U.S. President Donald Trump is likely to come to the UK next year, the BBC understands.
Downing Street and the White House are believed to be looking at options for the visit.
Mr Trump accepted the Queen’s invitation for him to travel to Britain on a state visit when UK PM Theresa May visited Washington in January.
But the prospect of a state visit caused much controversy and reportedly led Mr Trump to change his mind.
It was said he did not want to visit while there was potential for protests against him.
Nearly two million people signed one of a number of petitions saying Mr Trump should not be invited to the UK on a state visit.
Senior politicians, including Labour leader Jeremy Corbyn and former Lib Dem leader Tim Farron who called Mr Trump “an embarrassment to America”, said the visit should not go ahead. Questions were also raised as to why Mr Trump was invited so soon after taking office – it was two-and-a-half years into his first term before his predecessor Barack Obama came to the UK for his state visit.
May extended the invitation to the president just as he sparked anger across the world with his proposed travel ban on visitors from seven predominantly Muslim countries.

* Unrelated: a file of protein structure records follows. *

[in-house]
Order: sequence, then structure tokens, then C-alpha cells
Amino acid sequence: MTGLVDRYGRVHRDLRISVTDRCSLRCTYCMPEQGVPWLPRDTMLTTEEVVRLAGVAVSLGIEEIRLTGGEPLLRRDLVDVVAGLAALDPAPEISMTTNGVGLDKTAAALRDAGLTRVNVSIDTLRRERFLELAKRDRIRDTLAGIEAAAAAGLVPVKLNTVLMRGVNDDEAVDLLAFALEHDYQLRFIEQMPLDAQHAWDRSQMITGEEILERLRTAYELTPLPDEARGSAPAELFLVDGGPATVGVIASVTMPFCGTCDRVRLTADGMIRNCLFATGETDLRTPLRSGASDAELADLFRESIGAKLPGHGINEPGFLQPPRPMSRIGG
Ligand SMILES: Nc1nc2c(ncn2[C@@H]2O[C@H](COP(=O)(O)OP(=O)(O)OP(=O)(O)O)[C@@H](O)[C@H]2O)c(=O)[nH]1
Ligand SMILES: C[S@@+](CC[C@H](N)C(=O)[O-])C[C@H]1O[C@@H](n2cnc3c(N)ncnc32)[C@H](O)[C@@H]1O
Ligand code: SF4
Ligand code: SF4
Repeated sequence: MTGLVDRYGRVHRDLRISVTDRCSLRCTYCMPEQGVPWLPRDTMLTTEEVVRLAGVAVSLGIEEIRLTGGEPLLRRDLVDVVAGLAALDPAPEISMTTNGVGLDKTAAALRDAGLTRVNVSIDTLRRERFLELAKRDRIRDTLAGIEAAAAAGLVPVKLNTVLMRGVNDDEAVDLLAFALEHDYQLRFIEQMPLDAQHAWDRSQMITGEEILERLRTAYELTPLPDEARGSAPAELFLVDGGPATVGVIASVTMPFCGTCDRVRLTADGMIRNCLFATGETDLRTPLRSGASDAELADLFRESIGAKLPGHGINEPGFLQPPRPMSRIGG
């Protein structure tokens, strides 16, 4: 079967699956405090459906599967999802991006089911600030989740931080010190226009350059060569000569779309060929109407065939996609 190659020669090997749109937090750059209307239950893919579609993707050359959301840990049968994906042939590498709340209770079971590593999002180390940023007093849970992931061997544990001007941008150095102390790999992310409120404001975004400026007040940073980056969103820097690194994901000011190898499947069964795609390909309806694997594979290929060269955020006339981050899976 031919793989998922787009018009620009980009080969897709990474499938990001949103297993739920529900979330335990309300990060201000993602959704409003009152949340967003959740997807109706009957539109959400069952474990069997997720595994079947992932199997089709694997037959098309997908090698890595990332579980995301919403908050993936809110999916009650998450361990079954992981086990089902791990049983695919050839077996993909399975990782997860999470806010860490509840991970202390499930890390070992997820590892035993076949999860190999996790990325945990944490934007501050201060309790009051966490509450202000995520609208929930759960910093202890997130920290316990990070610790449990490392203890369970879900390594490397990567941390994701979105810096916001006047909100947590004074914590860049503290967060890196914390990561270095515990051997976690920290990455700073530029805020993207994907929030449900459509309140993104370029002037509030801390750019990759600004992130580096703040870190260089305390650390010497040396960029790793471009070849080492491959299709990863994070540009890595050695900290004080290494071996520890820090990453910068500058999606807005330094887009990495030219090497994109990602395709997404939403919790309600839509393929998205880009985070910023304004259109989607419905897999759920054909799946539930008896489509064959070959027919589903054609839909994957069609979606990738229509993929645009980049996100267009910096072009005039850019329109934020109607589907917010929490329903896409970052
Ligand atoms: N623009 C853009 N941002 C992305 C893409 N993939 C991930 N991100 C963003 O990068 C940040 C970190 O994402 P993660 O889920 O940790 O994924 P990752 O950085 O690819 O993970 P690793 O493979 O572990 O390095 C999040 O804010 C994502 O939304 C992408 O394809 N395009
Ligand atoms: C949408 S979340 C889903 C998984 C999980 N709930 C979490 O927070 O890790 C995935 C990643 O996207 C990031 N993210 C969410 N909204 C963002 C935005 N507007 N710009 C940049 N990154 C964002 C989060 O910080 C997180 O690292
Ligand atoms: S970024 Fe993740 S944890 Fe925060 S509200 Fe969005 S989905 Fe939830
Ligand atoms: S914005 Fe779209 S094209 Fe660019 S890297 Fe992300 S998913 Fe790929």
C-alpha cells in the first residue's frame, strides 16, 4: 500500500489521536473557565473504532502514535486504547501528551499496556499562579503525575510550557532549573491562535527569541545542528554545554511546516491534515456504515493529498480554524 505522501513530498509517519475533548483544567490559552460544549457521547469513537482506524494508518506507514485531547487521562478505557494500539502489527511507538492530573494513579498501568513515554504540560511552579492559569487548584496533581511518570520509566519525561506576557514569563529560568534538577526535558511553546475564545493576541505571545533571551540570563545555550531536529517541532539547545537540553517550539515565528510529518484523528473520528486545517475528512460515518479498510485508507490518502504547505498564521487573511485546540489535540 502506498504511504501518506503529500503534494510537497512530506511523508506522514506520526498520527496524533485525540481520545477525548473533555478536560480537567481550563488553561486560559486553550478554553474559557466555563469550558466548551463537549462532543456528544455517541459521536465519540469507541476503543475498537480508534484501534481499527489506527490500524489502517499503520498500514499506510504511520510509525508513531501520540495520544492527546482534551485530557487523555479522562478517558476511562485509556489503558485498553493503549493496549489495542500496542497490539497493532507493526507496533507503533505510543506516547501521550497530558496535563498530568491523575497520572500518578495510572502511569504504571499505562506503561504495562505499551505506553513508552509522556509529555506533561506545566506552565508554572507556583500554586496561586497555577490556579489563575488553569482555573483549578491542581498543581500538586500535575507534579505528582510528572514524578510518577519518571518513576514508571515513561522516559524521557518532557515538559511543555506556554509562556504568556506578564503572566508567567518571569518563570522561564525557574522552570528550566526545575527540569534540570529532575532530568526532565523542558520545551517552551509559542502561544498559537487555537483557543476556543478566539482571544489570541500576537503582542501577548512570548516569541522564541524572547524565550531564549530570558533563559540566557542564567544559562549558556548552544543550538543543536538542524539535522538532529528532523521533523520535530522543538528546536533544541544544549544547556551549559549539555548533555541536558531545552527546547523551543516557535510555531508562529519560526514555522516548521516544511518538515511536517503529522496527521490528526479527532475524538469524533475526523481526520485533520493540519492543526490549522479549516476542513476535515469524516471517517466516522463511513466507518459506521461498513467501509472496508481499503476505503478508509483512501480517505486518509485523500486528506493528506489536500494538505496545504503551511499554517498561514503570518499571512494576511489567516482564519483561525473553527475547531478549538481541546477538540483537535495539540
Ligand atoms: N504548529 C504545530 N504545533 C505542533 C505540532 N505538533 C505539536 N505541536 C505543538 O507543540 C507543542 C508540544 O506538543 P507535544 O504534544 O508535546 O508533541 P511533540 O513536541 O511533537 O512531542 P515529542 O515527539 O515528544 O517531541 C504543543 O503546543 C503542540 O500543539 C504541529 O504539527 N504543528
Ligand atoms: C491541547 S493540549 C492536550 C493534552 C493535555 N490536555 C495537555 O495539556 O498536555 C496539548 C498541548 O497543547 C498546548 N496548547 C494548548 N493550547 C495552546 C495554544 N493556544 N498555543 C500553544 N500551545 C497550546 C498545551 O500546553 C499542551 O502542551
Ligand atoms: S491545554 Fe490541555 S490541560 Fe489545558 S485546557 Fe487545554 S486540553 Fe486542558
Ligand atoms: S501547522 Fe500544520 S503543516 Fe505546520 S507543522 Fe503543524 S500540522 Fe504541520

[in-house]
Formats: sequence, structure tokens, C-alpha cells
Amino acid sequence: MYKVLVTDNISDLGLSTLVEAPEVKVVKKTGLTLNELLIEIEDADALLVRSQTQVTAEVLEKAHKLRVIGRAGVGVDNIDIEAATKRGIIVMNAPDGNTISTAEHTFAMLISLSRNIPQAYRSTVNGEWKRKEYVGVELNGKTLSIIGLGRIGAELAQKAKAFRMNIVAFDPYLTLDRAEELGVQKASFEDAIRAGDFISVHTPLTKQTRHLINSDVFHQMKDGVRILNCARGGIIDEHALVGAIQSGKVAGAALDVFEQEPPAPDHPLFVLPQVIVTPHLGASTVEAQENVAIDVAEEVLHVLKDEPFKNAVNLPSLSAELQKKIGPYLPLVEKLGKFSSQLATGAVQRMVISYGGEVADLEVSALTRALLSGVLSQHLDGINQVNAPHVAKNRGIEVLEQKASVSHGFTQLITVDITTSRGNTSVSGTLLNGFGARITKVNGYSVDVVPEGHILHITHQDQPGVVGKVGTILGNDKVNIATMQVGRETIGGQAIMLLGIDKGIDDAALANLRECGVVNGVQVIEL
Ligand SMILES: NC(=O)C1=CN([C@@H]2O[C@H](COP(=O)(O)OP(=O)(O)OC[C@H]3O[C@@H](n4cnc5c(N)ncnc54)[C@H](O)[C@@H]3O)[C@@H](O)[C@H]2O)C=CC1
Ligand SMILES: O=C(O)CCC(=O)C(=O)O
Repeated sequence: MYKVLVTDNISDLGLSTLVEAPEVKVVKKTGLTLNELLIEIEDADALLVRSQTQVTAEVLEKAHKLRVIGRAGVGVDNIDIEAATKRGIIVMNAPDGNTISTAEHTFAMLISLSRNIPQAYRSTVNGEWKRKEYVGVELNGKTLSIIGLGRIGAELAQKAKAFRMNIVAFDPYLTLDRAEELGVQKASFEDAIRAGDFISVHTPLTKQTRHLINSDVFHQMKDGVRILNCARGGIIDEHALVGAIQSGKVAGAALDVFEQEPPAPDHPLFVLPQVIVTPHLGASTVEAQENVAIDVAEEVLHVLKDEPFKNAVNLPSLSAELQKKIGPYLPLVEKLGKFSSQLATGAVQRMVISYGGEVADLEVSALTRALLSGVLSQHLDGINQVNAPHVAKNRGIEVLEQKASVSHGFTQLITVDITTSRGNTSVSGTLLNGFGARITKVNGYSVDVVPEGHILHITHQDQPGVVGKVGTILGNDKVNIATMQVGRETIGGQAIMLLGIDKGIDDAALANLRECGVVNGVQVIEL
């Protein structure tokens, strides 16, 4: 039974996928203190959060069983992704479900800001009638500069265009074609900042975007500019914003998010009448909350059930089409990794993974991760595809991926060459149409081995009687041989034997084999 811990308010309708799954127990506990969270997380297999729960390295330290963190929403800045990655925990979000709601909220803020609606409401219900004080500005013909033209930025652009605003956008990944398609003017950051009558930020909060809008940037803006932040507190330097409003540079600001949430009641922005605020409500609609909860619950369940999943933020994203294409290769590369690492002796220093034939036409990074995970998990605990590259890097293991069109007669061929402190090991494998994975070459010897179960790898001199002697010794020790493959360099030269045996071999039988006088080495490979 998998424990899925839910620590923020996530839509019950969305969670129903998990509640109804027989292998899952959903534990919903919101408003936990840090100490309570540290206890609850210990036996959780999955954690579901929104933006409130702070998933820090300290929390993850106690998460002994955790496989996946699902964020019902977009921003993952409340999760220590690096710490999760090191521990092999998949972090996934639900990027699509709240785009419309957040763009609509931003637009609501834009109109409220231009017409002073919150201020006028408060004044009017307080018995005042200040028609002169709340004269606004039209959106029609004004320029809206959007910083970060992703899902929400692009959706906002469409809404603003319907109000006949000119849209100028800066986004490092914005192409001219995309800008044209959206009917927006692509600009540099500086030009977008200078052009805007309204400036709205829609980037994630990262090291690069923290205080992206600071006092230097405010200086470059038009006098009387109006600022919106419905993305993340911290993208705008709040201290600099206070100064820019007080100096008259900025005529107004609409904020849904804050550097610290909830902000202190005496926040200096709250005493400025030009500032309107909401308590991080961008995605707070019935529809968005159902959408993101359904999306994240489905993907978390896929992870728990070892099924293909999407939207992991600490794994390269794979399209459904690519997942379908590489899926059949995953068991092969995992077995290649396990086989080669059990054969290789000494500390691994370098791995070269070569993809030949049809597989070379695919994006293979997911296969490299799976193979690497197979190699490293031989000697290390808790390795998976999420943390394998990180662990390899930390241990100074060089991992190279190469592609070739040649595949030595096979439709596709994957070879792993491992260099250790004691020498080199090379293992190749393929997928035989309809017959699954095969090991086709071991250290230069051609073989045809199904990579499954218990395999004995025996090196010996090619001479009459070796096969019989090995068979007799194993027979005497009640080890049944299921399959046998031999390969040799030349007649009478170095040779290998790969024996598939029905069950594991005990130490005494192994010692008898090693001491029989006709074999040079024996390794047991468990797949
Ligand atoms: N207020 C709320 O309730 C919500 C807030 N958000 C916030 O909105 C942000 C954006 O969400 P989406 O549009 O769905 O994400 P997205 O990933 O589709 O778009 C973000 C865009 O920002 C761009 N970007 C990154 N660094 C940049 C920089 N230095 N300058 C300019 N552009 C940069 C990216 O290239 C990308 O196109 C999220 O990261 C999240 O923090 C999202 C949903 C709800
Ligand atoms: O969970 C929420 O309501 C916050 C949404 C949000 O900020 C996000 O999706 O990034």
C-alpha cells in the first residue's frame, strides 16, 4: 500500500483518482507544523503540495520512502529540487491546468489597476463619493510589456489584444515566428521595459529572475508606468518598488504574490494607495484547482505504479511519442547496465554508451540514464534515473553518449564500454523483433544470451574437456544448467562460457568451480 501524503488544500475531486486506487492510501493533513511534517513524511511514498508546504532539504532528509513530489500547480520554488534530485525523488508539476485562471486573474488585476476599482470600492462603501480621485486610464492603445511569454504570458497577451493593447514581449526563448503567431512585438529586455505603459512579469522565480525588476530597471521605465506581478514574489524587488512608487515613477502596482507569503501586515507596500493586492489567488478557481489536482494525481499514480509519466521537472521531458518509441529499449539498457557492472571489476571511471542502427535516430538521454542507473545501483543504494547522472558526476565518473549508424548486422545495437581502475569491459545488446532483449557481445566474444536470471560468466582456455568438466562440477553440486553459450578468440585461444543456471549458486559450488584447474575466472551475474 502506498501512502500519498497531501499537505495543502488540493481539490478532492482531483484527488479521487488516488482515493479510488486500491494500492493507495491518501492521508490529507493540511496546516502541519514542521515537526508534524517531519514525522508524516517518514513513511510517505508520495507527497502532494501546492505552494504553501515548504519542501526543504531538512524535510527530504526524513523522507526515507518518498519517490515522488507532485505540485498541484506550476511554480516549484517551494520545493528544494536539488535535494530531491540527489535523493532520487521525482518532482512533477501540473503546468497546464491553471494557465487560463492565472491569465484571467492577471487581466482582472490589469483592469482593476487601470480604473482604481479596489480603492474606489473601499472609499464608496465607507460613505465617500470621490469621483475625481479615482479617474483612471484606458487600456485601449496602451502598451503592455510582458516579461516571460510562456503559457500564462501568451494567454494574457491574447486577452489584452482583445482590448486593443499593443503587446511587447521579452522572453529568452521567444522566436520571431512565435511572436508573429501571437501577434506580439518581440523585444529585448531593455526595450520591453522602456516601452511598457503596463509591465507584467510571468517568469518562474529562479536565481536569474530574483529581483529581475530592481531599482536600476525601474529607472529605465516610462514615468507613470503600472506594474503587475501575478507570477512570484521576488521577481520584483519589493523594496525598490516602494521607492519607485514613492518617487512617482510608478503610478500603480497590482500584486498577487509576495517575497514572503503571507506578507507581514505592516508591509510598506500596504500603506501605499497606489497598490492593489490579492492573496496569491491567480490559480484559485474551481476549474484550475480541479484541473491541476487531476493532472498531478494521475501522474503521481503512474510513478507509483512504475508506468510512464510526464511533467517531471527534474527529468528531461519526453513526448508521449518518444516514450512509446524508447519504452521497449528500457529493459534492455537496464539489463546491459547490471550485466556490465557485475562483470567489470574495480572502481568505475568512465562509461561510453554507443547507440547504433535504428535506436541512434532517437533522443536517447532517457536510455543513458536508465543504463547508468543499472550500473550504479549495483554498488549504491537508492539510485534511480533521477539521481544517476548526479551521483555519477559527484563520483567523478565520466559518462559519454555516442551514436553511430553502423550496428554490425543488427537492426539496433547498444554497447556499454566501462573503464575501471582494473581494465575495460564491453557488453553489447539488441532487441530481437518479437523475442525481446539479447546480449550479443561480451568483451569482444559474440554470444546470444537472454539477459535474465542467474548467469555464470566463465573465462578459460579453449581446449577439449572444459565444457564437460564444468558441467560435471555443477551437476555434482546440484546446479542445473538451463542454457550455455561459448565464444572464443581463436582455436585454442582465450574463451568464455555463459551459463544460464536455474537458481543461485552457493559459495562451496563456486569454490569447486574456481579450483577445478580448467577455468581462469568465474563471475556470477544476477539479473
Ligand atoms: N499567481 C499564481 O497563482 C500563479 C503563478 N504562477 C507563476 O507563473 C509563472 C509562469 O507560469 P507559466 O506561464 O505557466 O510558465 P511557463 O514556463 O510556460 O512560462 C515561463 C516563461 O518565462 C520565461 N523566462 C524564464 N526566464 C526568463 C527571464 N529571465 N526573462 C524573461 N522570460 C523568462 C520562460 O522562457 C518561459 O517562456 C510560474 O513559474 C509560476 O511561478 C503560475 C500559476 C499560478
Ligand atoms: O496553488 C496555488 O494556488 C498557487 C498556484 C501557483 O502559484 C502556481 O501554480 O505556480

The mayor of London, Sadiq Khan, clashed with Mr Trump over the immigration measures, later saying the UK should not “roll out the red carpet to the president of the USA in the circumstances where his policies go against everything we stand for”.
Confirmation of Mr Trump’s visit had been expected in last month’s Queen’s Speech, in which the Queen set out her official plans for the year.
But there was no mention of it, and October was later mooted as a possible date.
The White House denied reports that Mr Trump had reservations about visiting, saying they looked forward to working out a “mutually acceptable date”.
The Queen usually receives one or two heads of state a year. She has hosted 109 state visits since becoming monarch in 1952.
State visits are grand, ceremonial occasions, but have a political purpose too, with governments using them to further what they see as Britain’s national interests.